Aglianico: Do-It-Yourself

Aglianico: Do-It-Yourself

For those of you pursuing an indie do-it-yourself wine education (Really, who else can do it for you?), you might like to take time to explore one of the great and most important grape varietals of Italy’s south, Aglianico.

You’ll probably notice pretty quickly two confounding things about Aglianico: a) that you won’t find it in every wine shop and, b) that when you do, you will likely encounter Aglianico wines from varied regions such as Campania, Sicily, Molise, Puglia, and Basilicata to name a few.

tenuta-del-portale-le-vigne-a-capanno-2009-1All the aforementioned regions produce noteworthy expressions of Aglianico and you must try them eventually. But, do yourself a favor: begin your exploration with Aglianico from Basilicata, Aglianico del Vulture to be specific (takes its name from the region’s dormant volcano Monte Vulture), or from Campania’s Taurasi appellation (named for one of the production area communities), as those two expressions of Aglianico generally set the bar for important Aglianico reference points.

Brief geography: Basilicata is that part of the Italian peninsula that forms the ankle on the boot. You can locate that pretty easily. With only slightly more effort, to find the area for Taurasi, zero in on the Province of Avellino in Campania and you’ll have the place (Hey, don’t complain, I did say “brief” geography, remember? It is do-it-yourself, afterall). Separated by just 40 or so miles, the very common denominator relating the del Vulture and Taurasi production zones is the volcanic soil on which they are situated and in which Aglianico seems to thrive.

I can offer a thumbnail sketch of how the Vulture and Taurasi wines compare: well, actually, I hate doing this kind of broad brush thing, because there are always exceptions, but as you force me:

Aglianico del Vulture wines tend to be wines of complexity and detail, with dark and red fruit tones underlined by mineral character (volcanic, right?) and firm, often dusty tannins, while Taurasi – again, generally speaking – is perhaps the more structured of the two, also has the mineral thing going on, a wine that can show incredible depth and a finish that can go on forever. When cellared, Aglianico wines from either del Vulture or Taurasi areas will reward your patience.

Descriptors for wines from either zone could include red cherry, black cherry, plum, violets, smoke, meat, leather, vanilla, cocoa, menthol and tobacco, and no, that is not a definitive list. Foodie’s will appreciate that Aglianico’s naturally high acidity makes it a great food wine (and also balances alcohol levels that can be north of 14%).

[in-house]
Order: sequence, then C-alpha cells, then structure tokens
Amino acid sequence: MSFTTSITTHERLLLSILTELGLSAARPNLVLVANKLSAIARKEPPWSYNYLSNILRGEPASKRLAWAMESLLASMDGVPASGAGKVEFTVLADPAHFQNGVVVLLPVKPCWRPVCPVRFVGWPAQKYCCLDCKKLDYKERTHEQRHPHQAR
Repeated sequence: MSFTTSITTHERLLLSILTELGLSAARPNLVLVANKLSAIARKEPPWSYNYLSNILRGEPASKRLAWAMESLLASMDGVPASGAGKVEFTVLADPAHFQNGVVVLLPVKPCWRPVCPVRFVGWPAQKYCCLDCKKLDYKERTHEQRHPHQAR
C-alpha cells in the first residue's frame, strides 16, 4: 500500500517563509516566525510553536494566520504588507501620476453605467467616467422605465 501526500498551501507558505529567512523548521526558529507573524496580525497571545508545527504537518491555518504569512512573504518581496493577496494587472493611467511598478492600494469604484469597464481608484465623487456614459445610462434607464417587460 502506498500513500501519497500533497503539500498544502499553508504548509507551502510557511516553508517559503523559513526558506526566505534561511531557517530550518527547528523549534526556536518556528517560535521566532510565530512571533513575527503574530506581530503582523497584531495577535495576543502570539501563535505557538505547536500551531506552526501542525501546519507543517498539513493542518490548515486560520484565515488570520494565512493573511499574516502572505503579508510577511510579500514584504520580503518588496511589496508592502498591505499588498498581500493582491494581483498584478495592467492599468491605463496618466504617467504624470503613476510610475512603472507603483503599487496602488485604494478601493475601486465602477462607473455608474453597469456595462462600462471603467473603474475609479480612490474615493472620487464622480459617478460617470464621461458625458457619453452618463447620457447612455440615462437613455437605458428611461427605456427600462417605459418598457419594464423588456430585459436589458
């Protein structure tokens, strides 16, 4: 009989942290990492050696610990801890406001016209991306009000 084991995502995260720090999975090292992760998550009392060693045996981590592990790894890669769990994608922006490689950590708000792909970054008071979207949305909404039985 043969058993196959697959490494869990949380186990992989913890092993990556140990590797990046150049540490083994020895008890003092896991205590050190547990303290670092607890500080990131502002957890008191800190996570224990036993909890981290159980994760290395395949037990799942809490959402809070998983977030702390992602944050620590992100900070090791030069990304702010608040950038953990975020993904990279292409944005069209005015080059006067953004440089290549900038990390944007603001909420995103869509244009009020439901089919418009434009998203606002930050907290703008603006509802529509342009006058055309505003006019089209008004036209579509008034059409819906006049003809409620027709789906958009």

Recommended, reasonable price points and pretty good trade distribution as far as I know:

Bisceglia Aglianico del Vulture
Tenuta Portale Le Vigne a Capanno Aglianico del Vulture
Mastroberardino Radici Taurasi
Terredora di Paolo Taurasi Fatica Contadina

Bellini Chianti Rufina Riserva 2011

Bellini Chianti Rufina Riserva 2011

bellini-chianti-rufina-riserva-2011-outdoors-aBack in the day, Chianti wines were “in”.

And then … they were “out”.

But, at the moment, Chianti wines are enjoying a rather well-deserved resurgence in popularity among wine drinkers on either end of the generational spectrum. I mean, look, when you can Google (to “Google” has become a new verb, apparently) “hipster Chianti” and “dad Chianti” with results returned for either, there is something interesting going on.

After all, if there is one thing that dads and hipsters and most of the non-prozac demographic can appreciate it is quality at a good value point and many Chianti wines today are bringing it.

I met the Bellini Chianti Rufina Riserva in April during a guided tasting segment at Chianti NYC 2014 and based on that encounter, decided to score a couple of bottles when I came across the wine over the weekend.

The wine has a unique taste, dusty in a way, and is widely aromatic of cherries with subtle, evolving notes of tobacco, cocoa, eucalyptus and smoke. Plenty of vivid yet soft acidity, dry tannins in just the right measure. Harmonic all the way.

bellini-chianti-riserva-swordfish-a1That on Day 1 this Chianti Rufina Riserva rocked when enjoyed with a grill seared bone-in pork chop is probably no surprise so I won’t dwell on it. That on Day 2, cooled down to ~ 62 degrees , it had the range at table to be spectacular when served with grilled swordfish and eggplant dressed with chopped oil cured olives, garlic, sun dried tomatoes, capers, marinated artichoke hearts – is something else. (Warning: if your oeno-logic sense of adventure has you swinging wide to pair Sangiovese with anything but pasta and red sauce, this one may not be for you.)

Not hungry? No problem. Pour it anyway. Bellini Chianti Rufina Riserva plays a good solo act.

Details:
Sangiovese 90%, Canaiolo 5%, Colorino 5%, aged in traditional 20-40 HL oak barrels for 24 months.

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